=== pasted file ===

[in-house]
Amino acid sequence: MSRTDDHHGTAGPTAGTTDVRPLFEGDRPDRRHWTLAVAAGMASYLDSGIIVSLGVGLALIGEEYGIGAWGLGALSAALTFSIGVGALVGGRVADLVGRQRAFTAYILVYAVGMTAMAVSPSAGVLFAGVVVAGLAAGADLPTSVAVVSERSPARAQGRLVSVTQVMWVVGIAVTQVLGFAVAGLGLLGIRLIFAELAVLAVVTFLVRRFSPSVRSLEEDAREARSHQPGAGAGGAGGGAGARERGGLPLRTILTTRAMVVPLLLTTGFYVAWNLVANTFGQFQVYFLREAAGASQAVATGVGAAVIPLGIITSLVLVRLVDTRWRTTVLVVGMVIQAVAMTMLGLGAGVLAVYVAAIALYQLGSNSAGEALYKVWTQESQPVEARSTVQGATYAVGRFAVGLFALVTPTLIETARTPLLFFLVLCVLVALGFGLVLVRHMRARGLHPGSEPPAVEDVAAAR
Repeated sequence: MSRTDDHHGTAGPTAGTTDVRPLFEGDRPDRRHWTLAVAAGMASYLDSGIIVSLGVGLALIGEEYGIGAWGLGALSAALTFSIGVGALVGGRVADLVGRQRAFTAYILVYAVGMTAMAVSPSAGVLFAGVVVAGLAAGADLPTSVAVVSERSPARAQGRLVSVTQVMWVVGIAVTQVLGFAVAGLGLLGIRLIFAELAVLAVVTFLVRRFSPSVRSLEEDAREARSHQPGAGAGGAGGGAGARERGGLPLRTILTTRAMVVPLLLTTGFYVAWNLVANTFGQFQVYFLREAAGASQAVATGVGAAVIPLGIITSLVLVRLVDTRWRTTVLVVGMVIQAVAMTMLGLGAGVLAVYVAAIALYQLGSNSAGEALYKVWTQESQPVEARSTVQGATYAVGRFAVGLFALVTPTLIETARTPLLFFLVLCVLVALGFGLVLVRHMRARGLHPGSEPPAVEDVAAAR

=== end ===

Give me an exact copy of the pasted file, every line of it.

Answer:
[in-house]
Amino acid sequence: MSRTDDHHGTAGPTAGTTDVRPLFEGDRPDRRHWTLAVAAGMASYLDSGIIVSLGVGLALIGEEYGIGAWGLGALSAALTFSIGVGALVGGRVADLVGRQRAFTAYILVYAVGMTAMAVSPSAGVLFAGVVVAGLAAGADLPTSVAVVSERSPARAQGRLVSVTQVMWVVGIAVTQVLGFAVAGLGLLGIRLIFAELAVLAVVTFLVRRFSPSVRSLEEDAREARSHQPGAGAGGAGGGAGARERGGLPLRTILTTRAMVVPLLLTTGFYVAWNLVANTFGQFQVYFLREAAGASQAVATGVGAAVIPLGIITSLVLVRLVDTRWRTTVLVVGMVIQAVAMTMLGLGAGVLAVYVAAIALYQLGSNSAGEALYKVWTQESQPVEARSTVQGATYAVGRFAVGLFALVTPTLIETARTPLLFFLVLCVLVALGFGLVLVRHMRARGLHPGSEPPAVEDVAAAR
Repeated sequence: MSRTDDHHGTAGPTAGTTDVRPLFEGDRPDRRHWTLAVAAGMASYLDSGIIVSLGVGLALIGEEYGIGAWGLGALSAALTFSIGVGALVGGRVADLVGRQRAFTAYILVYAVGMTAMAVSPSAGVLFAGVVVAGLAAGADLPTSVAVVSERSPARAQGRLVSVTQVMWVVGIAVTQVLGFAVAGLGLLGIRLIFAELAVLAVVTFLVRRFSPSVRSLEEDAREARSHQPGAGAGGAGGGAGARERGGLPLRTILTTRAMVVPLLLTTGFYVAWNLVANTFGQFQVYFLREAAGASQAVATGVGAAVIPLGIITSLVLVRLVDTRWRTTVLVVGMVIQAVAMTMLGLGAGVLAVYVAAIALYQLGSNSAGEALYKVWTQESQPVEARSTVQGATYAVGRFAVGLFALVTPTLIETARTPLLFFLVLCVLVALGFGLVLVRHMRARGLHPGSEPPAVEDVAAAR